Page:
Issue No. 45
Words: Satya Nelms
Visuals: Bessie Akuba
For most of her life, Nicole Blake thought her career—one that has sent her all over the world and puts her imaging science degree to good use—would be her top priority.
“I was never that girl [who] wanted children, wanted to be married, wanted a family,” Blake says now. “I think for a very long time I focused on achieving certain things in life [like] traveling, so I just focused on ticking countries off of my list.”
But when her daughter Arianna, affectionately called Poppyseed, was born, Blake decided to let her career take a backseat. (She currently works part time for a technology company.) “Honestly I can’t see myself going back to full time,” she says. “They money would be nice, but working part time and having a baby is already a full-time job.”
So much has changed since Blake first started living abroad eight years ago. Best known as the woman behind travel blog Nicole is the New Black, Blake has been to 37 countries on five continents. Blake’s travels and adventures as a black expat abroad have brought her tons of followers. (Mother and daughter have done their fair share of traveling together, too—“We just came back from Sweden. We’ve traveled in Germany [and] we’ve gone into Denmark to visit her dad and his family.”)
Born and raised in New Jersey, Blake went to school in Rochester, New York, then had four major work-related moves in a relatively short time frame, going from Lexington, Kentucky, to Washington D.C., to London, before finally landing in Berlin, Germany where she lives now.
“There’s so much diversity here,” she says of her new homebase. “The cost of living is so affordable, and it has accommodated me for every aspect of my life.”
Five years into living there, Blake calls Berlin her “kindred spirit,” a distinction that makes sense: She owes much of who she is and what she does today to the city.
“I wrote one of my first entries on a house hunting trip after I had gotten the job here,” she explains. “People would say, ‘Your life is crazy; you used to live in London and now you live in Berlin. How?’ I was tired of answering the same questions over and over and over again, so I thought, why not just write about it on the blog?”
Berlin has also seen her through a series of major changes, from the ending of what she thought was a lasting relationship to becoming an unexpectedly single mother. How did a woman who was “never that girl,” end up becoming a mom? “It literally was like a switch went off in my head,” she says. “‘I want to be a mom. I want a family. I want to build a unit with someone.’”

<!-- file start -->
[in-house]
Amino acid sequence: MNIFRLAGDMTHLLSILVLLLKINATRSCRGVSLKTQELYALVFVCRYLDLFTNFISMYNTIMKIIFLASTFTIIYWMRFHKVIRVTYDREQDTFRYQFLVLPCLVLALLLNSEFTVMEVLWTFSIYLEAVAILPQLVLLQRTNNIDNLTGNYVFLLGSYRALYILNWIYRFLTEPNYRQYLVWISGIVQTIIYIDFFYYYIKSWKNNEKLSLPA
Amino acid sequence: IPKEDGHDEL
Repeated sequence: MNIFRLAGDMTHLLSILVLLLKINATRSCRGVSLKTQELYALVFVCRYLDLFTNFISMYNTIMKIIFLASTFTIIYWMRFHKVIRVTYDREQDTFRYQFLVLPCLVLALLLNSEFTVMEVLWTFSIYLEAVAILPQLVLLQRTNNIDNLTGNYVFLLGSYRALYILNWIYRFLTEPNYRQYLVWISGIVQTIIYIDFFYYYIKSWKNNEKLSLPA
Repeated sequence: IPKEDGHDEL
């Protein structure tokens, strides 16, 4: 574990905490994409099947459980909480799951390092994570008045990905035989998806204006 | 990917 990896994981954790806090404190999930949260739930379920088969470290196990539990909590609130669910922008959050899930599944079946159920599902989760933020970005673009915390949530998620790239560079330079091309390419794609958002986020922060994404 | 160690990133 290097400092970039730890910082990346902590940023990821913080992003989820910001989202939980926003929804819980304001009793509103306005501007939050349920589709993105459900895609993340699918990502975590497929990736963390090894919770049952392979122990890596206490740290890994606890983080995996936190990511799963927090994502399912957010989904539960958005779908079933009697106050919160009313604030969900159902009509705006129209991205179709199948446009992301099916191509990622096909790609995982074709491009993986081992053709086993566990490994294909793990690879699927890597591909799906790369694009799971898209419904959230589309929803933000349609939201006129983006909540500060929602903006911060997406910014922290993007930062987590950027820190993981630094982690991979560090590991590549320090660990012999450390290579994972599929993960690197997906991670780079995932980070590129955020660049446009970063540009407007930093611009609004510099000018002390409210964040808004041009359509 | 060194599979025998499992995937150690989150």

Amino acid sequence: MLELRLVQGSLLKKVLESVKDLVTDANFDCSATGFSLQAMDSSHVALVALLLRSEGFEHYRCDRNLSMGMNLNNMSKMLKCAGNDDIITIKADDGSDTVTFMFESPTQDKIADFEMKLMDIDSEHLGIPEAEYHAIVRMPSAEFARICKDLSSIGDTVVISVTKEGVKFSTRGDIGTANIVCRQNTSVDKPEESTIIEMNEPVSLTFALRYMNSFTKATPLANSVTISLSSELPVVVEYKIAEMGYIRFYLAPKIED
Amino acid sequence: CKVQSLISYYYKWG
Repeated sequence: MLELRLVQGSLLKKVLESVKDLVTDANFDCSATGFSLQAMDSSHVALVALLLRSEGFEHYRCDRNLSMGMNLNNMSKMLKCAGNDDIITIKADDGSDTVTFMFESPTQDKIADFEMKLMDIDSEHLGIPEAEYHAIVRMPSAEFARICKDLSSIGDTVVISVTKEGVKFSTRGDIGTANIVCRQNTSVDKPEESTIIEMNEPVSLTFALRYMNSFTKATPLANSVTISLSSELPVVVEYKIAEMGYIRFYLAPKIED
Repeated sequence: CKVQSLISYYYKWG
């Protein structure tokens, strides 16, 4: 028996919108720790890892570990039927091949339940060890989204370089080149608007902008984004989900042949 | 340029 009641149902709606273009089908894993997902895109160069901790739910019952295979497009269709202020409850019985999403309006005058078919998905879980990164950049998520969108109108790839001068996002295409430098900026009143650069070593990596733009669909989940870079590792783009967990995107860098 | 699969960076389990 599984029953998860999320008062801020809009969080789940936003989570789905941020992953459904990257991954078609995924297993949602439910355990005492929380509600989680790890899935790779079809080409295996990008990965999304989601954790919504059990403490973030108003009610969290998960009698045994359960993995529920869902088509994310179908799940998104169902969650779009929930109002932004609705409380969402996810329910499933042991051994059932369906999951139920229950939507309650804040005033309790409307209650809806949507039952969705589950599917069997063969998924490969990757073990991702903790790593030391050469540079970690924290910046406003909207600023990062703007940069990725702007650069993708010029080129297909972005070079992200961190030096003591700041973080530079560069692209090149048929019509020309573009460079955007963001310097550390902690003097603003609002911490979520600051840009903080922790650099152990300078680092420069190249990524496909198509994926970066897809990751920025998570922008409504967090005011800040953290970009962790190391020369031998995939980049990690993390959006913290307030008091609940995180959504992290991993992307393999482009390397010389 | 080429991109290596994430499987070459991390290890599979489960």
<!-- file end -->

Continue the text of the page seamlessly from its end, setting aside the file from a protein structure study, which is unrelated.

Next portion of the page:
Even though Blake knew she wanted to have a child, her road to motherhood was a bit complicated. Her partner at the time told her he wasn’t interested in having children. ”He said, ‘I’m older, I already have two kids of my own’” she recalls now. “‘I don’t want to have more kids. So, I’m gonna let you go, and you [can] find someone who can give that to you.’”
Blake took the break up in stride, and enjoyed her time as a single woman in Berlin. “The nightlife is off the chain,” she says. “Leave work, go out, come back to work in the same clothes I had on the day before. Dating men from all over the world, all walks of life. It was just a crazy lifestyle."
But a year and a half later, Blake’s ex came back into her life. He told her, “‘I want you, and you want kids, so let’s do it,’” she remembers. Blake jumped in with both feet and, in true globetrotter fashion, discovered she was pregnant after a trip to Spain, three months after the couple decided to try to conceive. “It was right after I came back from Pamplona, running with the bulls,” she says, laughing “Leave it to me, risking my life, doing something reckless. Glad I got that out of the way! The universe was like, ‘Slow your roll!’”
She was excited to be expecting her first child, but the pregnancy wasn’t easy. “It was like I had every symptom possible,” she says. ”Nothing was comfortable. Getting out of bed was horrible. And then I developed pre-eclampsia.”
Her doctors worried that stress was exacerbating her condition, a diagnosis she agrees definitely played a part. “Her father dumped me when I was eight weeks pregnant, and so it was like a dark cloud was over the entire pregnancy.” This darkness combined with her workload resulted in her doctor putting her on bedrest when she was five months pregnant. Thanks to Germany’s health care system and generous maternal health leave policy, Blake was able to finally relax.
“I got 100% of my pay to stay home,” she says. “The benefits are serious. They said, ‘You’re not sick, you’re pregnant, and if you keep going to work and doing what you’re doing, you’re going to put the baby’s life at risk. It’s for the protection of the baby that you have to stay home.’”